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While there are many programmers moving their infrastructures to platforms like .NET and away from VB6 and COM, there are still applications out there that are written in VB6 and possibly a plethora still using COM.  And, it is likely that we’ll be seeing and supporting VB6 and COM-based applications for the foreseeable future.  As a result, maybe you shouldn’t file away your VB6 and COM troubleshooting skills just yet.  Even if you have a good strategy for preserving binary compatibility from version to version of your software, you may still struggle periodically with “ActiveX can’t create object” errors and “Type Mismatch” problems.  This article describes how I found the source of a binary compatibility issue in one of our VB6 applications.


Within the context of COM, binary compatibility refers to the act of preserving the GUIDs, CLSIDs, ProgIDs, and DispIDs, between versions of your software or COM components.  VB6 attempts to help you preserve binary compatibility by letting you specify the locations of previously compiled programs or components.  During the build, VB6 uses the type library information stored in those previously compiled programs or components to set the COM attributes for your newly compiled programs and components.  When you add new objects, properties, and methods to your projects, that were not present in the code during compiles dated prior to creation of your compatibility files, VB6 gives them new COM attributes.

If you do not update your compatibility files, after adding new properties and methods and recompiling your code, VB gives your objects, methods, and properties brand new COM attributes during every recompile.  What this means is that any objects not protected by your compatibility files are given new GUIDs, making them incompatible with prior builds.  Naturally, accidentally deploying files where compatibility is not maintained causes problems.  VB6 helps you out with this situation by throwing errors having absolutely no useful information in them.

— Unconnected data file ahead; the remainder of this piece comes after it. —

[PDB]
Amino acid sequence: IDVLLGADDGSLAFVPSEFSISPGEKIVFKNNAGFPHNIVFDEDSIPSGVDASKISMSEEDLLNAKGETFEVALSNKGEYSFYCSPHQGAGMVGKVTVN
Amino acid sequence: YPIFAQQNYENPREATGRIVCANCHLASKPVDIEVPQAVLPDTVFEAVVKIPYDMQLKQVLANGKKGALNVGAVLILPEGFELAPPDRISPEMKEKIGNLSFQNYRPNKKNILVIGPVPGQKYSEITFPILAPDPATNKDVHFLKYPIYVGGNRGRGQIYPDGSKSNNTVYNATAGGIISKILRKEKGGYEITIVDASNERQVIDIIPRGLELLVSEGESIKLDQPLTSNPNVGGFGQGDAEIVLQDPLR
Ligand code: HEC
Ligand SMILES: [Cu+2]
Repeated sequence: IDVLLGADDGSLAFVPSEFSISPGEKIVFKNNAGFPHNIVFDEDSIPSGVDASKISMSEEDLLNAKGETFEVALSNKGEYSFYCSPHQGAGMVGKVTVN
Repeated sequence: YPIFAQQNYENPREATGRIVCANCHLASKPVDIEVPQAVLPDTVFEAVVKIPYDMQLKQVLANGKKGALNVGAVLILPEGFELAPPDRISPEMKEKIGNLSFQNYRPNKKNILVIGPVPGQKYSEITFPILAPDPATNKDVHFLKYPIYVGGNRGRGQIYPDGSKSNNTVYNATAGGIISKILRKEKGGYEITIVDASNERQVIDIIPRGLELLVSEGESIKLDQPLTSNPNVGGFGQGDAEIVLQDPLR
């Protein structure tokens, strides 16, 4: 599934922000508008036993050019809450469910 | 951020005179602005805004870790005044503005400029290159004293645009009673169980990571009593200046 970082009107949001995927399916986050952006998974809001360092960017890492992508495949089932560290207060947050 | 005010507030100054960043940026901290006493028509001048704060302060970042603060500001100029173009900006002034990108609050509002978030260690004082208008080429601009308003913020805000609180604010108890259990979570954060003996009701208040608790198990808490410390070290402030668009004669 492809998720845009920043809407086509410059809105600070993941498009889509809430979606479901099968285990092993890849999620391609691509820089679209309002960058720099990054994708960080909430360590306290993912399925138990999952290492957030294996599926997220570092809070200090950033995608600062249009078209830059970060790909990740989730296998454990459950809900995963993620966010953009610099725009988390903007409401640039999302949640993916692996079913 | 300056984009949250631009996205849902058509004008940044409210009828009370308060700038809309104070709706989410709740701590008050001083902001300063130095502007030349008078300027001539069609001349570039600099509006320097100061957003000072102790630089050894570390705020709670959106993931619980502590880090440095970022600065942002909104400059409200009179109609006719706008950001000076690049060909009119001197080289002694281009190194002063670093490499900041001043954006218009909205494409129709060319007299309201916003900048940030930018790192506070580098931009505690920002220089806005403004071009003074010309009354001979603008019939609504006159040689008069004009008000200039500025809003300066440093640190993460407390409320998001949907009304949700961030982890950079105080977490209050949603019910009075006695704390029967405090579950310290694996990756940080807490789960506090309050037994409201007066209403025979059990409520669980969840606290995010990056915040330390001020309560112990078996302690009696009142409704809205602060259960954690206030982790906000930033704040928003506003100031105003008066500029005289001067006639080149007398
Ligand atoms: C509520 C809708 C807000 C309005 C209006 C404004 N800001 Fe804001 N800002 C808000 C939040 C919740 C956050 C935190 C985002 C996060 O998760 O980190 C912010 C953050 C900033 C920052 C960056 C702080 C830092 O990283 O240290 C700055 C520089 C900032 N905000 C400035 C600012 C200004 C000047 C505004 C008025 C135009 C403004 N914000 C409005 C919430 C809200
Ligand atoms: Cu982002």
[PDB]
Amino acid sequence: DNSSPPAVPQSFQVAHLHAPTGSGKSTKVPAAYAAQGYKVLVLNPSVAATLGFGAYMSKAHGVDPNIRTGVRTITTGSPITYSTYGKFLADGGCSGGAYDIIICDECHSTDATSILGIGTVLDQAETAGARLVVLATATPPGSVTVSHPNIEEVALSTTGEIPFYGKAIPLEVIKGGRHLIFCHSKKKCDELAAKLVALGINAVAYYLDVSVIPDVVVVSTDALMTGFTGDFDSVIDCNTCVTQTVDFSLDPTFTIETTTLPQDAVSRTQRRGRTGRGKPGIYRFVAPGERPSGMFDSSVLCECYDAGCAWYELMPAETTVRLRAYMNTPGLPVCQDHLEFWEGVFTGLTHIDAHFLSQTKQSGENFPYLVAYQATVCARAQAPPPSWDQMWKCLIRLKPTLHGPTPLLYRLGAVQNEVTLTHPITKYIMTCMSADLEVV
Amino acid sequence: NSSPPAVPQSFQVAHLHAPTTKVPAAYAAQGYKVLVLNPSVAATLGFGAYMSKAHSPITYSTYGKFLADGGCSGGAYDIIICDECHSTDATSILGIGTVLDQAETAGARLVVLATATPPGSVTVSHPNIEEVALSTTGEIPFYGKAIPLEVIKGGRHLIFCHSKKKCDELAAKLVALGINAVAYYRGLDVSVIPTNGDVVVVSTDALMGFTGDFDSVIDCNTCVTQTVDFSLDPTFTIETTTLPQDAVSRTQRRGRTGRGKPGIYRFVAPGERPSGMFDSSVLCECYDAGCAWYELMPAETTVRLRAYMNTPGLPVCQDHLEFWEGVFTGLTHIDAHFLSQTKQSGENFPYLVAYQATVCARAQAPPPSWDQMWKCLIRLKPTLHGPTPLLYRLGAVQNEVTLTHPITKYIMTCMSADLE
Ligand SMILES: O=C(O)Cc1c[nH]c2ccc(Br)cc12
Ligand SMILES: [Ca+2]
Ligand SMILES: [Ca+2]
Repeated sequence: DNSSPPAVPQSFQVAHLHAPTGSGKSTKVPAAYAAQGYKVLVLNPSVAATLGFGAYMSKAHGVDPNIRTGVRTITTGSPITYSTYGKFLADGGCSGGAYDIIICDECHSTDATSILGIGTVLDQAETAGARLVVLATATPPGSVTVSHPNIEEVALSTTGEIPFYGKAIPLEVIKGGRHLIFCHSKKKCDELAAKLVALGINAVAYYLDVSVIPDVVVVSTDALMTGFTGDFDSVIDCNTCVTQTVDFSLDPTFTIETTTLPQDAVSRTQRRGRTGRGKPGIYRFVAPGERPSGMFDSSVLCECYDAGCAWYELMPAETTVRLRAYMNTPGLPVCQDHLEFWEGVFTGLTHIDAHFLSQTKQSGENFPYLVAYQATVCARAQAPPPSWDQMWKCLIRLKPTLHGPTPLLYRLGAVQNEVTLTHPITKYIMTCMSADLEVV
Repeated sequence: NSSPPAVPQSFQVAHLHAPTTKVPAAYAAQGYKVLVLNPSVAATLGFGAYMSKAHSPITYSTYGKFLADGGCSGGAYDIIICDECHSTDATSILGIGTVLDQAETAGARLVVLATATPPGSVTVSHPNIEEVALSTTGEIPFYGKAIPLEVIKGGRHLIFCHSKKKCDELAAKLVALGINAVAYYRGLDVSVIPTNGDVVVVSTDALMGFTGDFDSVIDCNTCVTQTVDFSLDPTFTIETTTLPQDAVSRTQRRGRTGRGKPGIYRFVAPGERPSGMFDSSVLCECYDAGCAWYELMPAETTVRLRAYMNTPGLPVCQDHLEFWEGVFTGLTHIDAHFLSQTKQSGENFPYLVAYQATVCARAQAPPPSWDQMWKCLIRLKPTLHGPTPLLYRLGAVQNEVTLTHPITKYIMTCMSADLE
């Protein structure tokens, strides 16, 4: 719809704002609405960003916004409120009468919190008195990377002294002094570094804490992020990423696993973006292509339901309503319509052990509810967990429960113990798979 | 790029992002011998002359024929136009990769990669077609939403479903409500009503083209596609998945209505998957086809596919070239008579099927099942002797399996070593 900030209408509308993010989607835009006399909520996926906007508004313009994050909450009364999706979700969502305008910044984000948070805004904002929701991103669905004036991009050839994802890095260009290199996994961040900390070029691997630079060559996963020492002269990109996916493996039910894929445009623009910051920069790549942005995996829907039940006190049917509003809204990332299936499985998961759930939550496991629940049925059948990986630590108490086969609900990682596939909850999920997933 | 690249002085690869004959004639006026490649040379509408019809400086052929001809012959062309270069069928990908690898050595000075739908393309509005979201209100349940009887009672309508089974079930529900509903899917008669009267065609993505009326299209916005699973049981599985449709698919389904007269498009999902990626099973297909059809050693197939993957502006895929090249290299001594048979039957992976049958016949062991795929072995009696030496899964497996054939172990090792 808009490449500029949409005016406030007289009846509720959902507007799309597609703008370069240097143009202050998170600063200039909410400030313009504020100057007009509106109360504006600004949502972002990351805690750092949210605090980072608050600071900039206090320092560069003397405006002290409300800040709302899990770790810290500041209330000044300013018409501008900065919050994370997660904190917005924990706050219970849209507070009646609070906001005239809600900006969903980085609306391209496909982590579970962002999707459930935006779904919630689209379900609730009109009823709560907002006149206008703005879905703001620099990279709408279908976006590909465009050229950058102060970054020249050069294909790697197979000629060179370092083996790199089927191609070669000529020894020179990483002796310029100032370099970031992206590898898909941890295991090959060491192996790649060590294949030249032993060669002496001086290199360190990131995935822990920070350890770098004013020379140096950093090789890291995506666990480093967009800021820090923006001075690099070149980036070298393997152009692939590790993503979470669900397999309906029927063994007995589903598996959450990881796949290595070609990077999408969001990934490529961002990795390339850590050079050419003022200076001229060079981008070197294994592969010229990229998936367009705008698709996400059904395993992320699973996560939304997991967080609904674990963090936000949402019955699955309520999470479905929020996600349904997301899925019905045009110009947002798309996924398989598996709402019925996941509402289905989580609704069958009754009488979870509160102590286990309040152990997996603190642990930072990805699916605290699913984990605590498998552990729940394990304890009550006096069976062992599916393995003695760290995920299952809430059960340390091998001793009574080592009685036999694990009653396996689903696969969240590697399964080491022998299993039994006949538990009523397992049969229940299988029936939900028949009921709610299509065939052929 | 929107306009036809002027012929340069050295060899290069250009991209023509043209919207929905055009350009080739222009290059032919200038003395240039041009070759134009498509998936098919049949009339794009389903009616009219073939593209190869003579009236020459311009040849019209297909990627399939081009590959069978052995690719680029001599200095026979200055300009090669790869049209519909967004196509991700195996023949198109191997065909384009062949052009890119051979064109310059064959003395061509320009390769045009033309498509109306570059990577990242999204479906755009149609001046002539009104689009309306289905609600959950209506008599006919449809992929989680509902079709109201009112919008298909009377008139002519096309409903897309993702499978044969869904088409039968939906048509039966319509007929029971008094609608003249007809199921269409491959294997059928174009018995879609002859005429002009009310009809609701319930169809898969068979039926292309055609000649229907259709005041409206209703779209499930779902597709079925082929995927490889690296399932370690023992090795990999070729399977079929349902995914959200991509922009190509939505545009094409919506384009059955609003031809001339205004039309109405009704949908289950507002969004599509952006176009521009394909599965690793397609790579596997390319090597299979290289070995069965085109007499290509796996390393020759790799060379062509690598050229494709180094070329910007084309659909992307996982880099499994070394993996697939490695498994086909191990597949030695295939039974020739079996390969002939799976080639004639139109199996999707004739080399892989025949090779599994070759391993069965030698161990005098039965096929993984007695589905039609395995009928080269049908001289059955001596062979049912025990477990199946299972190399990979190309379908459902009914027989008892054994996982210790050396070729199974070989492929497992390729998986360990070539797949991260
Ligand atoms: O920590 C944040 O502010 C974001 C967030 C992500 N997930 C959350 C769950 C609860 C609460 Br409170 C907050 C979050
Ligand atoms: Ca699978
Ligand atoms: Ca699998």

Descriptive Error Messages (NOT!)


To the left, you can see an error message that was presented to me by one of the QA technicians where I work.  It resulted from the application of a hotfix.  To start troubleshooting the problem, I had him install the Sysinternals Suite from Microsoft’s website.  The Sysinternals Suite includes a bunch of utilities that are handy for troubleshooting problems like this one.  My thought was that I would use Process Monitor to see the registry or file accesses going on just prior to the error.  As the VB runtime tries to load your COM objects, it hits the registry to get information about the binaries that implement them.  So, you’ll typically see a bunch of registry reads looking for GUIDs that correspond to your CLSIDs, or class IDs, as VB instantiates your objects.  You’ll also see file system events as your binaries are loaded.